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Generous Gift Establishes Institute for Animal Sentience and Protection

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Meghan Franklin

Advancement Writer

Announcement  •
Animal Protection

A generous gift will advance the University of Denver's global leadership in understanding non-human animals and in advocating for their well-being. 

Complementing DU’s internationally recognized Institute for Human-Animal Connection at the Graduate School of Social Work (GSSW) and the Animal Law Program at the Sturm College of Law, the newly formed Institute for Animal Sentience and Protection will aim to expand the scientific understanding of the cognitive and emotional capabilities of non-human animals. This evolving understanding will have a lasting transformative impact on the protection of animals. 

Initial seed funding from Robert Brinkmann, PhD, DVM, has laid the groundwork for the Institute, which will be bolstered by Brinkmann’s commitment to give his entire estate to the Institute upon his passing. 

Brinkmann has a long-held commitment to leaving a legacy in a field that has been important to him for many years. When searching for an organization to which to leave his estate, he wanted to ensure that his giving would result in systemic change. His search for just the right organization to realize that goal led him to Philip Tedeschi, founder and former executive director of the Institute for Human-Animal Connection and clinical professor at GSSW.   

“Rescue and animal welfare organizations are great, but I wanted to contribute to an effort that takes a longer-range view of animal well-being and encompasses the entire animal kingdom,” Brinkmann says.  

Robert Brinkmann
Brinkmann (left) with DU Provost Mary Clark.

Brinkmann and Tedeschi initiated a conversation, and Brinkmann soon felt confident that DU was the place that could realize the vision he had for his legacy.  

Why this cause, over all others from which Brinkmann could choose? 

Brinkmann says his personal experience with animals played a big role in his decision.  

“Over the past 40 years, I’ve owned eight dogs, as many as three at a time,” he says. “I have always been impressed by their character, attitude, humility and ability to adapt to the needs of humans,” he says.  

Brinkmann’s love of animals even spurred him to go to veterinary school after he retired from a successful career in planetary science, where he worked at the jet propulsion lab in Pasadena, CA, and at the Lunar Science Institute. While he never became a general practitioner in the veterinary field, he volunteered his veterinary services at animal welfare organizations over the years and is still licensed to practice.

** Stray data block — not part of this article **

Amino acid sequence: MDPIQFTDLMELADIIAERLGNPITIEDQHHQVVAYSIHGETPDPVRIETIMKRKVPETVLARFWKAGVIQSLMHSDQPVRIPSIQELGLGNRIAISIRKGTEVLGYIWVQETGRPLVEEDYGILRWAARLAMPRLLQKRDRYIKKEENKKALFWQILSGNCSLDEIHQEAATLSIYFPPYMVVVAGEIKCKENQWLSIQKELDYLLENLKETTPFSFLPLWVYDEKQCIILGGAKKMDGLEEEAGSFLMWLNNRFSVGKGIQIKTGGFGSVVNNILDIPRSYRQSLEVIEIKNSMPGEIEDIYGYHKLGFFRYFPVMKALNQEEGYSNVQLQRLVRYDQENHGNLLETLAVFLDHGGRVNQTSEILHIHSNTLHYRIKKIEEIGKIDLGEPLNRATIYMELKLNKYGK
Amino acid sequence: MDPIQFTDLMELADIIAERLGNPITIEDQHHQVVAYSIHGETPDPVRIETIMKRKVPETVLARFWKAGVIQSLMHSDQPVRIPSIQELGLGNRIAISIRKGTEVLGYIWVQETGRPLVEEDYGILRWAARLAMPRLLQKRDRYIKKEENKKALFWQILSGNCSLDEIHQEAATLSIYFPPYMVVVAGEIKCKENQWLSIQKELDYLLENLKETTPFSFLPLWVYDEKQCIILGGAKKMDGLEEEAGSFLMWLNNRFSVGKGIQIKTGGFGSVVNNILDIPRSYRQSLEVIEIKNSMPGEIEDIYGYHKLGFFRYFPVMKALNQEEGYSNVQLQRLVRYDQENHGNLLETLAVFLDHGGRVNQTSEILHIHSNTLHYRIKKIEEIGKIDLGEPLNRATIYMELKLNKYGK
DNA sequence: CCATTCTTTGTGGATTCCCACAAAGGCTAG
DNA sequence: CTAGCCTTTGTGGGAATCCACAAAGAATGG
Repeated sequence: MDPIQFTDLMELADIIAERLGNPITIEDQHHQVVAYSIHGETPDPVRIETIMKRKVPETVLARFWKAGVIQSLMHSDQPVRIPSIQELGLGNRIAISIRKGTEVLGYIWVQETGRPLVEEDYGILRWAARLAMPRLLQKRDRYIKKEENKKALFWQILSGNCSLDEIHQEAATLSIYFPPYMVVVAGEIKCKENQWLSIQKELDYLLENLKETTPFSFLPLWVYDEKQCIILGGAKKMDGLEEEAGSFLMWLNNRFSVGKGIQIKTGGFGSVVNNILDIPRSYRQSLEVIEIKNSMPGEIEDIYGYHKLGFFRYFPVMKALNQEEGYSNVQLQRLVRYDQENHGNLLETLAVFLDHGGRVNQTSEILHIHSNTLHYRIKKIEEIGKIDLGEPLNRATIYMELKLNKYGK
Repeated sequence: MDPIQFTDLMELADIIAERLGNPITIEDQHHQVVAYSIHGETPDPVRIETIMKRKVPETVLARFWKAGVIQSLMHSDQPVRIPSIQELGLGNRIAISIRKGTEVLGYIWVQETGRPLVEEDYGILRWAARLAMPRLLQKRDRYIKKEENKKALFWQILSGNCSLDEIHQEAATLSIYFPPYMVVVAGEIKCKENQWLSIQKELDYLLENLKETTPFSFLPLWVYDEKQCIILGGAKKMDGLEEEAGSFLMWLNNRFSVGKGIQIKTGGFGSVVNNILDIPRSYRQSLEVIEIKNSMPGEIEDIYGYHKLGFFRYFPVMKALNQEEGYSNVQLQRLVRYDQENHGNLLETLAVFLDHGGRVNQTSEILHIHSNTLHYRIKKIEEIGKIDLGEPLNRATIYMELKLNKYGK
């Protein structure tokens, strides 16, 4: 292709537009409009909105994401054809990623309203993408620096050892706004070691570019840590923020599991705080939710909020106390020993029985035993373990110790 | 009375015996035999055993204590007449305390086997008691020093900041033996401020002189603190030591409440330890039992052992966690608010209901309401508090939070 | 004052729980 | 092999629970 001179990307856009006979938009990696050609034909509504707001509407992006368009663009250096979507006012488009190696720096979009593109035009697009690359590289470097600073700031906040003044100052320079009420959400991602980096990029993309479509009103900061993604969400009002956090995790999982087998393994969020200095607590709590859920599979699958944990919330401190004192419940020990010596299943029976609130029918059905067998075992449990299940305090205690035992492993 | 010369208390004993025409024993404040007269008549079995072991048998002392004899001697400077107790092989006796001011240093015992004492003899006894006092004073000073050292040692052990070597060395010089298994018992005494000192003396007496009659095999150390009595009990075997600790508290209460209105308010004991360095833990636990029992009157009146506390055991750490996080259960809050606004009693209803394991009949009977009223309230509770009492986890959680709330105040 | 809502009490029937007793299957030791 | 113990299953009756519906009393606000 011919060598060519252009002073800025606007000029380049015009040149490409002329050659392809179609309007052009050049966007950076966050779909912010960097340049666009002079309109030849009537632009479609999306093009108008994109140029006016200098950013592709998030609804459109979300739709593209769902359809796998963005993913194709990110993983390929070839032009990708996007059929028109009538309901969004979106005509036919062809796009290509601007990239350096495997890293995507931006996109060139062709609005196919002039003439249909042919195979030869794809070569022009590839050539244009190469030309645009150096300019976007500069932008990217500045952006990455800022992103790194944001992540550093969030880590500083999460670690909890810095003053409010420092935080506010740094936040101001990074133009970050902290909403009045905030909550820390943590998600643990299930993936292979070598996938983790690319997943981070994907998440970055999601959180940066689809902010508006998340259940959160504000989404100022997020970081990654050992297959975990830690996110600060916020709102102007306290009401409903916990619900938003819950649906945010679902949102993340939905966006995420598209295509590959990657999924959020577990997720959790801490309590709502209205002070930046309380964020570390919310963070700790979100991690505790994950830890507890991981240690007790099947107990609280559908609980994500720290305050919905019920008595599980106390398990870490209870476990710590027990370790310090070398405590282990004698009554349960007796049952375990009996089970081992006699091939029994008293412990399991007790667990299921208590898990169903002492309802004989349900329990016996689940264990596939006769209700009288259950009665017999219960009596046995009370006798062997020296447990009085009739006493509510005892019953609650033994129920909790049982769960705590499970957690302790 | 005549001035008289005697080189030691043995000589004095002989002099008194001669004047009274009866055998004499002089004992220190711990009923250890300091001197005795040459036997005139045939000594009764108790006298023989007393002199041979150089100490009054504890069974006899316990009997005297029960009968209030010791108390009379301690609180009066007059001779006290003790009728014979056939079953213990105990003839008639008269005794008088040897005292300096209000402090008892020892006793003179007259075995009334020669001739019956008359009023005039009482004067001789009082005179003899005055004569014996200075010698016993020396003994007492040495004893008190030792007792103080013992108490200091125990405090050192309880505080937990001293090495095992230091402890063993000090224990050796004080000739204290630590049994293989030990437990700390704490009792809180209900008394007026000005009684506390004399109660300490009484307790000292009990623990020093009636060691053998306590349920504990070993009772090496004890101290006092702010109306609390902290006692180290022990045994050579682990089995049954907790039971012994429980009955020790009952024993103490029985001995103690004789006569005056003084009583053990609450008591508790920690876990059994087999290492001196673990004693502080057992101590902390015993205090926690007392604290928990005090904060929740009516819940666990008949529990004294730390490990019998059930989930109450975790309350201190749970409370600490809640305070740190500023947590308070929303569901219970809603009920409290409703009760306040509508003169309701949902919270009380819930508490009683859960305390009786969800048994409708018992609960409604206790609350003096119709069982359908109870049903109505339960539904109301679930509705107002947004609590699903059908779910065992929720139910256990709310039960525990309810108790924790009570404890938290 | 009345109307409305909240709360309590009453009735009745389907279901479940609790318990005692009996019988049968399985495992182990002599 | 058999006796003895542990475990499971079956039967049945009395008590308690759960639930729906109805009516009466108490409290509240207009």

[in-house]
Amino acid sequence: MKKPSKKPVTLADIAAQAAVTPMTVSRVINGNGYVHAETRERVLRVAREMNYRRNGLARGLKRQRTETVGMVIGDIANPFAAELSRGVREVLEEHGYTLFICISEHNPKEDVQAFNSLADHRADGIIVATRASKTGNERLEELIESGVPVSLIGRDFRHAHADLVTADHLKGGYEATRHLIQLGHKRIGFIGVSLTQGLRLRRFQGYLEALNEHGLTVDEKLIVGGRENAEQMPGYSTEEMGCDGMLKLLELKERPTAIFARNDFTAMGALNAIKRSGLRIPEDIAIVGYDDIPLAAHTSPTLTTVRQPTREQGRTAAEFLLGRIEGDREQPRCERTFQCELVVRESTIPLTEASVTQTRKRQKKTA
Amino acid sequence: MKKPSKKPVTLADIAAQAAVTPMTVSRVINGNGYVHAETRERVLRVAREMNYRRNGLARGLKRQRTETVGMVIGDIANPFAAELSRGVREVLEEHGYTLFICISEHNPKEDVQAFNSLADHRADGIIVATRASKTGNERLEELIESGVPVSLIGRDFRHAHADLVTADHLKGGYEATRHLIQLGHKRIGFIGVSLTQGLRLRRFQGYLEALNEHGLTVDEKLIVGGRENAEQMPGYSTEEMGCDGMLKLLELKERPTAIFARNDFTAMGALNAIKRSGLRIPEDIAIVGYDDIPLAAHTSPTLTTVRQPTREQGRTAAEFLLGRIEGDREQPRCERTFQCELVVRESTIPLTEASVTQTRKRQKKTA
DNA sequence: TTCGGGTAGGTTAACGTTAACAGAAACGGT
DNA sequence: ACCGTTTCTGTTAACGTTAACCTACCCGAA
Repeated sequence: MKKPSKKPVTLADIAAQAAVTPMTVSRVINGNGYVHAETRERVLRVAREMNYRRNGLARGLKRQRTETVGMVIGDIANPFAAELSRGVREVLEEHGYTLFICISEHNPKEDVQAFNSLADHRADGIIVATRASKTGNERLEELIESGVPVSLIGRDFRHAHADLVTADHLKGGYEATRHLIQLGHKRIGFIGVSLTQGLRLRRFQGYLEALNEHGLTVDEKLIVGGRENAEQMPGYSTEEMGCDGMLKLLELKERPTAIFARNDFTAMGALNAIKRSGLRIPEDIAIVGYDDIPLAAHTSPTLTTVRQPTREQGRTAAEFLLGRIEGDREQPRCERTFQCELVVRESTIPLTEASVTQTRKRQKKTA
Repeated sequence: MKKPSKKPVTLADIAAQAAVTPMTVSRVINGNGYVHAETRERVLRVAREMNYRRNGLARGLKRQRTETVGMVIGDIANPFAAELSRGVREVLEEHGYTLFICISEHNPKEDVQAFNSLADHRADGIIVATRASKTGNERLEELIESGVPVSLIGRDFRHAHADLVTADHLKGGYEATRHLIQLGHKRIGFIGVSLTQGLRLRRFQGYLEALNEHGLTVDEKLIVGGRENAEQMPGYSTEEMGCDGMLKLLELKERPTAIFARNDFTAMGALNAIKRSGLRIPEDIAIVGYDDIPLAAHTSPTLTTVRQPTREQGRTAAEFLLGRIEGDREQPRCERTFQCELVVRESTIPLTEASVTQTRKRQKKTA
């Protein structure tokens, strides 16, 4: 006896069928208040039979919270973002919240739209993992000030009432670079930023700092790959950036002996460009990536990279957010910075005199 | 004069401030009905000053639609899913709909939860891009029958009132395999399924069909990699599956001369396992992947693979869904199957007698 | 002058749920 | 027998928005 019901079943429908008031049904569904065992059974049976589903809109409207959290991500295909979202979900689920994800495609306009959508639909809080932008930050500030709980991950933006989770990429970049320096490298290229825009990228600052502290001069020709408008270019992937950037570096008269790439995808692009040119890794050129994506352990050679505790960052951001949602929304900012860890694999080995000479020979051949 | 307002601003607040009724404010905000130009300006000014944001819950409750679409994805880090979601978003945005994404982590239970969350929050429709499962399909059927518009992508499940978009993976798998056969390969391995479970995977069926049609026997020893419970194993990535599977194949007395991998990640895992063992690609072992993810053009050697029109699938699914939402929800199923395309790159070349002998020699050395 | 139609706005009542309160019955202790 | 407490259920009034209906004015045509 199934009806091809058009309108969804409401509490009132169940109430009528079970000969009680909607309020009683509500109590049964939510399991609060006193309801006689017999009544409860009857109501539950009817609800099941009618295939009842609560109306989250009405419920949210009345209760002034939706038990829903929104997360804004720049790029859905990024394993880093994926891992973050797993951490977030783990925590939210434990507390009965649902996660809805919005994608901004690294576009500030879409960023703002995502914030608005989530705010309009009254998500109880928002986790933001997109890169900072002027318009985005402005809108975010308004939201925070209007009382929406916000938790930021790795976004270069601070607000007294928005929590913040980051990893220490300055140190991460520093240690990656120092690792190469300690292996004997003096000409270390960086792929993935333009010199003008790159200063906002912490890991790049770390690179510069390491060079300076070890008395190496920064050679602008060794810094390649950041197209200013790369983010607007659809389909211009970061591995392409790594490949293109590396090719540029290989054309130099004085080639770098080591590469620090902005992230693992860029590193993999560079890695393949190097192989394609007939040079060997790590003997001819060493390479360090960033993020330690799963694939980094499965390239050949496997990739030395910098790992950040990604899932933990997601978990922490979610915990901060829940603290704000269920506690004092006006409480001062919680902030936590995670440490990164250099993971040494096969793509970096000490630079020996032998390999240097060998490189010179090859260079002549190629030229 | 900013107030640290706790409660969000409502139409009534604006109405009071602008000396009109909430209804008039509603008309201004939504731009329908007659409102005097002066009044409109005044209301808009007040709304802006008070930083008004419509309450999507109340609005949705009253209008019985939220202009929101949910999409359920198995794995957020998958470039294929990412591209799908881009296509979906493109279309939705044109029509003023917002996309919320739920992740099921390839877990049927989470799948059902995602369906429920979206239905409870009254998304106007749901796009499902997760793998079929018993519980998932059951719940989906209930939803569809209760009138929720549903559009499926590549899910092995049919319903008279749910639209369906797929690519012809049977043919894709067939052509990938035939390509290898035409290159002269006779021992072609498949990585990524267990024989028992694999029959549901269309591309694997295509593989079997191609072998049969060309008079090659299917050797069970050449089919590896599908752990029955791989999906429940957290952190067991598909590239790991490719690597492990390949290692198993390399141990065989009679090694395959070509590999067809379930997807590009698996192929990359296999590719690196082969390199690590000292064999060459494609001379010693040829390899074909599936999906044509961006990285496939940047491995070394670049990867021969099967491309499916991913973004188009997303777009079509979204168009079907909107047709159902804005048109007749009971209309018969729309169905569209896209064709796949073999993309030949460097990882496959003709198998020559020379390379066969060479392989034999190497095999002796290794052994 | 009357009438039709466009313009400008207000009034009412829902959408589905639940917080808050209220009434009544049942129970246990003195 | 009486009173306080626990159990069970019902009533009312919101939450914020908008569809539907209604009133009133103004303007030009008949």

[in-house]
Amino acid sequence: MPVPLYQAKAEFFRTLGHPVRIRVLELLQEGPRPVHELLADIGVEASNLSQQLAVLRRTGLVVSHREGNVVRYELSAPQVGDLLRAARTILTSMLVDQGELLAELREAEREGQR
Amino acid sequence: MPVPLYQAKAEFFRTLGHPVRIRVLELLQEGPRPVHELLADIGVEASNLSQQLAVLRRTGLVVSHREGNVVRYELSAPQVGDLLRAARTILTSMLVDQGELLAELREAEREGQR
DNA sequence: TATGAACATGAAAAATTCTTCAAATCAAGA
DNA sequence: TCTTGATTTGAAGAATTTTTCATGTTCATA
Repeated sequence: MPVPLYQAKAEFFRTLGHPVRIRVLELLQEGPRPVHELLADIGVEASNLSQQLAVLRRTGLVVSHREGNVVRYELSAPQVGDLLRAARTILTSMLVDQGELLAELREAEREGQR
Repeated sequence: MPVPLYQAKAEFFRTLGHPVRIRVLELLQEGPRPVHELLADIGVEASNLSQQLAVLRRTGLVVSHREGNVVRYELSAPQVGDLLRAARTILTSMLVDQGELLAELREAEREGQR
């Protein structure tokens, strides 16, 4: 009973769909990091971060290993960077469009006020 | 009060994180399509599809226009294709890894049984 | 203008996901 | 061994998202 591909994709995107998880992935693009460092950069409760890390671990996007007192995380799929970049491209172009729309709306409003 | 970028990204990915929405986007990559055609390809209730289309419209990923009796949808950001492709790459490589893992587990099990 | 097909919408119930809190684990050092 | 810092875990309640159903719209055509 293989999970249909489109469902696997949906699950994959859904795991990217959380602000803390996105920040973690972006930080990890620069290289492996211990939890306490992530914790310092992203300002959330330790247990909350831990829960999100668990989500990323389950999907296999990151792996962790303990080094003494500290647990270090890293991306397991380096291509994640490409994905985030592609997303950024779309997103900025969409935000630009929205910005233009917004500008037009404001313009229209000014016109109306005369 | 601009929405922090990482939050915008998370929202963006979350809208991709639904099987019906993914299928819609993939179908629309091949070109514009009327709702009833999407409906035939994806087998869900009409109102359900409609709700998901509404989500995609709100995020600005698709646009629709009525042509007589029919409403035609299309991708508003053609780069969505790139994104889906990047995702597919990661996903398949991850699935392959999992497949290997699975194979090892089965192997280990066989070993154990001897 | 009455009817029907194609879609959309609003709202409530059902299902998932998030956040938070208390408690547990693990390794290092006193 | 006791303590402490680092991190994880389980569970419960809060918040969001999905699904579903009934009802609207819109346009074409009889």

Although Brinkmann understands that he will not see the full impact of his gift during his lifetime, he says, “You have to have faith that there’s some reasonable likelihood that our species’ fundamental attitudes towards other species will become more humane as we know more about other species’ feelings and capabilities.”  

Co-directed by Tedeschi and Justin Marceau, Brooks Institute Faculty Research Scholar of Animal Law and Policy and faculty director of the Animal Law Program, the Institute will be a collaboration between GSSW and Sturm.  

As the groundwork for the Institute is laid, Brinkmann says he sees its goals as threefold: to examine the extent to which animals across the whole animal kingdom experience meaningful emotional lives; to determine how humans can use our analytic capabilities to better fulfill our responsibilities to non-human animals; and to use societal mechanisms, including the justice system, to create pressures and incentives for people to act in animals’ best interests. 

Mary Clark, DU’s Provost and Executive Vice Chancellor, observed that “Dr. Brinkmann’s gift is a significant and inspiring vote of confidence in DU’s capacity to pursue big ideas, to work seamlessly across disciplines and to advance the public good. I look forward to seeing the advancements in scientific research and public awareness that flow from this truly transformational commitment.”

To support the work of the Institute for Animal Sentience and Protection please contact Mary Beth Lawson, Executive Director of Development at the Graduate School of Social Work ( or Jessica Webb, Executive Director of Development at the Sturm College of Law (